In other news, the local diesel mechanic, Jo, noticed that our engine alignment was off when he was on the boat a few months ago, and the other day he came by to fix it.  Turns out the idiots at Port Annapolis Marina (the same guys who took twice as long and charged twice as much as estimated for our re-rig; didn’t tighten the jibstay enough, causing us to almost lose our rig; forgot to put the screws in the port side of the bowsprit platform, causing it to splinter in our first storm, AND crashed our boat into the dock, crushing the bowsprit platform) didn’t re-install the engine mounts correctly when they last worked on the engine, and one of the mounts was grinding metal-on-metal because the moron who replaced the bolts put both on top instead of one on the bottom for the mount to sit on.  So Jo came by, and in 6 hours, not only re-aligned the engine but made two entirely new mounts — for only $265 of your earth dollars.  Just so you have an idea how awesome this is, we probably would have paid that much just to have one mount created in the States.  Go Jo!!

He says that we’ve been losing power because of the mis-alignment (not to mention putting the entire prop shaft at risk of snapping…) so the boat should get higher RPMs now.  Double w00t!

I haven’t made much progress on the decks and hatch rebuild because it’s been raining almost every day, not all day, but the decks have to be dry for 3 days before I can caulk, so that’s been out.  Instead, I finished about 500 loads of laundry (you’re welcome, Philip) and prepped the teak for the hatch for gluing.  THAT was a long and nasty job, scraping off old glue, plywood and nasty caulk.

Last night, I went over to a new friend’s boat for dinner, which was nice, but the highlight of the evening was playing Uno, with people who believe that CHEATING is ok.  For instance, you can try to slip a card that doesn’t match in, or place down two or more cards at once, or not draw as many as you are supposed to.  Anyone who gets caught has to take two extra cards and forfeit their turn.  Now, this is a really lame thing to be excited about, but it made the game too much fun, and even more evil.  Of course, I was totally lame at it; I really suck at cheating.  There is just something in me that insists on following the rules.  But I was really good at catching people, so it all worked out.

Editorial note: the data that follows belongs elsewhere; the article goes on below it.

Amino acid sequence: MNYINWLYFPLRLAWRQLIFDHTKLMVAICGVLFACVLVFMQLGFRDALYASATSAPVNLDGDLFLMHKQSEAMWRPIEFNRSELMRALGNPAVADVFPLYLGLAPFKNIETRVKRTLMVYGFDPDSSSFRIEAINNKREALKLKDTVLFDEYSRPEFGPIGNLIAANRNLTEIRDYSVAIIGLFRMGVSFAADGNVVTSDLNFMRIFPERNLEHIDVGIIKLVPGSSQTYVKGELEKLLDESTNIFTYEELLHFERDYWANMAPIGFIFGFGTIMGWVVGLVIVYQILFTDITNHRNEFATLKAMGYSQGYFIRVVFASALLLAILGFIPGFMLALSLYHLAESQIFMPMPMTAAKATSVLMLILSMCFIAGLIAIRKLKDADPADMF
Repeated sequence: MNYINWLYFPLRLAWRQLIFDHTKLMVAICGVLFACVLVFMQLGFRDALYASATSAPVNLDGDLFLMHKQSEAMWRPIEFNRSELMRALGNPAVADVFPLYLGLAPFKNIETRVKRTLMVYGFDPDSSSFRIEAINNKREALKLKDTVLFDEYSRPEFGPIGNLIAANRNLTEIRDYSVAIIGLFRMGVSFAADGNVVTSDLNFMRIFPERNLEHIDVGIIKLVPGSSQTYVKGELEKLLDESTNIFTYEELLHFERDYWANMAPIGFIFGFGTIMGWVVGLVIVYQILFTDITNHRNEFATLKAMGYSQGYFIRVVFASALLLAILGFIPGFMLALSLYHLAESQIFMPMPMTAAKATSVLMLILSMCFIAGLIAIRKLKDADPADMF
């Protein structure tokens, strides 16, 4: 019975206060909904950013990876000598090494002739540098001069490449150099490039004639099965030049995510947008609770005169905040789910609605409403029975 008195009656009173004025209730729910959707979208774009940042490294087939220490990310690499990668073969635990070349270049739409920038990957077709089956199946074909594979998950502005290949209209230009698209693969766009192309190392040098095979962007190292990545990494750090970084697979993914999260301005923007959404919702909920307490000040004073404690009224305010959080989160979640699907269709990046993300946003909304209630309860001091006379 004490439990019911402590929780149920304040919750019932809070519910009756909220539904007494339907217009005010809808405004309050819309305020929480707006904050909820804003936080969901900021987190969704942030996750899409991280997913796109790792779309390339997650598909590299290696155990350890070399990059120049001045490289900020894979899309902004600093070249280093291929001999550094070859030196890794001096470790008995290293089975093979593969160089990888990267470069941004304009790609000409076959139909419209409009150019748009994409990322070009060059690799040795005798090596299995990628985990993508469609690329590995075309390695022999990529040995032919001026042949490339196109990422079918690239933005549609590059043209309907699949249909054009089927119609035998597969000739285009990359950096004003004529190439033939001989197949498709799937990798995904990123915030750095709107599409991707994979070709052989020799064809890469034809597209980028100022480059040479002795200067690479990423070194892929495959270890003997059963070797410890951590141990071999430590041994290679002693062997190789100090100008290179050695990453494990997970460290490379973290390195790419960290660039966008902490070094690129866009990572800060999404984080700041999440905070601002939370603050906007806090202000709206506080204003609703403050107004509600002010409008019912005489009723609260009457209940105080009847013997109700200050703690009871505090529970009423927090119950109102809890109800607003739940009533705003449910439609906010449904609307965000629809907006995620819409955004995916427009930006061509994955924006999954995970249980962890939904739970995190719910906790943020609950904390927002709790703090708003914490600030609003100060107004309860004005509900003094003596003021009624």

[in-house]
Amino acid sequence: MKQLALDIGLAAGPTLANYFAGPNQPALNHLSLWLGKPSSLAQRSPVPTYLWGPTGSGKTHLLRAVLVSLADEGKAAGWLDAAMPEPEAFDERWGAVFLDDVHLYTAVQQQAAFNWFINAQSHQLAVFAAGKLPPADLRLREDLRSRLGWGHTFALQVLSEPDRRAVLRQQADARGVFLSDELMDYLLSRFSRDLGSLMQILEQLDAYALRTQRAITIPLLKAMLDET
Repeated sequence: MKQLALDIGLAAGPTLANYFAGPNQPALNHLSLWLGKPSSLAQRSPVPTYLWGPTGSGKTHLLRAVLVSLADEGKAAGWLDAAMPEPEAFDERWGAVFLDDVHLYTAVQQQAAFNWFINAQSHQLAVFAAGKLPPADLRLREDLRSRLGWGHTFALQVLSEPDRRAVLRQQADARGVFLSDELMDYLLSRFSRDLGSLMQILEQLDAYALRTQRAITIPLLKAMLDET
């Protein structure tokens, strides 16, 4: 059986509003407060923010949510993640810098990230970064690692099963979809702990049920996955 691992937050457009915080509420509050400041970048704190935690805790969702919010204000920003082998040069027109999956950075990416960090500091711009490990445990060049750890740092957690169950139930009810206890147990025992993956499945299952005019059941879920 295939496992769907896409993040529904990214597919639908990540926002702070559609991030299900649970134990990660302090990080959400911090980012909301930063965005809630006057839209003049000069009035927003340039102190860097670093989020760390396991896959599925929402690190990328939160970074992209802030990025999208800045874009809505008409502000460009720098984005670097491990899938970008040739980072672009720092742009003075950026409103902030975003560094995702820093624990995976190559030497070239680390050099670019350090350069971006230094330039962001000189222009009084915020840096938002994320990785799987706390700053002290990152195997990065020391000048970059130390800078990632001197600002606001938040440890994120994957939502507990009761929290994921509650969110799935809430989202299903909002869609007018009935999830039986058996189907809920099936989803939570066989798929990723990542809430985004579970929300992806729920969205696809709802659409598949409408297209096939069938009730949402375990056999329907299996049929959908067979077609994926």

We also, as yachties do, talked way too much about boat chores, but I learned a handy new trick I’m looking forward to trying.  I’ve been trying to keep the bottom of the boat clean here, diving on the bottom about once a month — a massive task because when you sit in one place for a long time, you end up with a coral reef on the bottom of the boat.  I’d been using a simple paint scraper to do the job, which takes FOREVER, but they recommended doing a little bit each day, and using a stainless steel joint taping knife, which like a scraper but about a foot wide, instead of the little 3-inch painters’ scraper I’ve been using.  Totally going to buy one of those on my next trip to the store.

The Continuing Adventures of Feathers and Phil

WHENEVER we’re sailing, Pooks is one unhappy cat. He refuses to go below and insists on sitting with us on the lazarette seats, which he finds as uncomfortable as we do when the boat is heeled because of the UTTER LACK of any way to brace yourself. In preparation for our upcoming passage north next month, I figured it would be a good idea to build him a cat bed that we can stick under the dodger to provide him a snug haven.

I snagged some fantastic fabric in Willmestad for only a couple of dollars and managed to sew the bed in only a couple of hours, inserting cardboard in the sides to provide some structure. But then I had to stuff the thing — and didn’t have any polyester fiberfill on hand to do so. After considering, and rejecting, torn up t-shirts, I realized that we’d just replaced our manky old feather pillows and had the old ones sitting up in the forecastle. Voila!

Now, let’s pause a moment here to consider the implications of opening a feather pillow on a boat in a gusty anchorage. From the first moment I grabbed a handful of stuffing, huge billows of fluffy down filled the air, circulating on the erratic gusts and covering everything. No, really. Every surface, nook and cranny on the boat was coated in fluffy white stuff.